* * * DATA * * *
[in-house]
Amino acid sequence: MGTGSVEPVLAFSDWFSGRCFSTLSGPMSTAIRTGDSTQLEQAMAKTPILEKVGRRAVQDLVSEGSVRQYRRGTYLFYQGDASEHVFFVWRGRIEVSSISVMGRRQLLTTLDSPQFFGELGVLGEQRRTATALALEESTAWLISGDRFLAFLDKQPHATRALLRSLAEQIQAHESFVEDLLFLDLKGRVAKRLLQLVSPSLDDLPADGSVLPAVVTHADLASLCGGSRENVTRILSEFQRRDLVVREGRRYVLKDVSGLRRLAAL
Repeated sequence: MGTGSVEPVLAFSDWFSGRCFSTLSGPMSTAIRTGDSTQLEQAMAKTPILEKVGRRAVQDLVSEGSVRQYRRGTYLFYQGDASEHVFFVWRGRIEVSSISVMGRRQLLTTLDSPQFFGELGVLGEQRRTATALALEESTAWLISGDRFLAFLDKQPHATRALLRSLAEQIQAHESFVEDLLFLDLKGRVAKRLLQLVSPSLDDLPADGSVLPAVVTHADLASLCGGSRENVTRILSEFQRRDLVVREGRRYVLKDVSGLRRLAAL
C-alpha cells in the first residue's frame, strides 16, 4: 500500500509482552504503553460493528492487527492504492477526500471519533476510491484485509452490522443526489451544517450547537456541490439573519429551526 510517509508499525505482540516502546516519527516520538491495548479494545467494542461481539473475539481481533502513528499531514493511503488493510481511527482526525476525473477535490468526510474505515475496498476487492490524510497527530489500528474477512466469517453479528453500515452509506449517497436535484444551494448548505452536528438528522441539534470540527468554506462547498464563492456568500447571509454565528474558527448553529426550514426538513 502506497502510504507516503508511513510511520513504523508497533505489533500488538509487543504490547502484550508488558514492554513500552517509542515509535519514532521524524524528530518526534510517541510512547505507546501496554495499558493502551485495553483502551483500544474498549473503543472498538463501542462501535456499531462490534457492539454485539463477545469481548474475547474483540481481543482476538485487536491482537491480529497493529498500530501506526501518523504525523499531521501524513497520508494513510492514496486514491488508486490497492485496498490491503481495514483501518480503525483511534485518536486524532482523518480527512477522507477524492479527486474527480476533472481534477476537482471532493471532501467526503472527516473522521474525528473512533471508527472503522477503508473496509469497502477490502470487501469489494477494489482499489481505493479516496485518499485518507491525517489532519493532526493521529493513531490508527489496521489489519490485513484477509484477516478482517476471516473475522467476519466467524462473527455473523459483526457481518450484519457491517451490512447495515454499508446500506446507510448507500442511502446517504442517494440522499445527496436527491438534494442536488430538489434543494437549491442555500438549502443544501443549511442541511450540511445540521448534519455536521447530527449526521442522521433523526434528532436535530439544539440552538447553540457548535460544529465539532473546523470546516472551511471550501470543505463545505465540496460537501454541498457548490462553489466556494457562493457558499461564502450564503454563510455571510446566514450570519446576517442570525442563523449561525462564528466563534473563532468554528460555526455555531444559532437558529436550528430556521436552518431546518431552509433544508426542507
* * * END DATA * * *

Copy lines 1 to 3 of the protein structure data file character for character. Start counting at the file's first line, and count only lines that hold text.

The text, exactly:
[in-house]
Amino acid sequence: MGTGSVEPVLAFSDWFSGRCFSTLSGPMSTAIRTGDSTQLEQAMAKTPILEKVGRRAVQDLVSEGSVRQYRRGTYLFYQGDASEHVFFVWRGRIEVSSISVMGRRQLLTTLDSPQFFGELGVLGEQRRTATALALEESTAWLISGDRFLAFLDKQPHATRALLRSLAEQIQAHESFVEDLLFLDLKGRVAKRLLQLVSPSLDDLPADGSVLPAVVTHADLASLCGGSRENVTRILSEFQRRDLVVREGRRYVLKDVSGLRRLAAL
Repeated sequence: MGTGSVEPVLAFSDWFSGRCFSTLSGPMSTAIRTGDSTQLEQAMAKTPILEKVGRRAVQDLVSEGSVRQYRRGTYLFYQGDASEHVFFVWRGRIEVSSISVMGRRQLLTTLDSPQFFGELGVLGEQRRTATALALEESTAWLISGDRFLAFLDKQPHATRALLRSLAEQIQAHESFVEDLLFLDLKGRVAKRLLQLVSPSLDDLPADGSVLPAVVTHADLASLCGGSRENVTRILSEFQRRDLVVREGRRYVLKDVSGLRRLAAL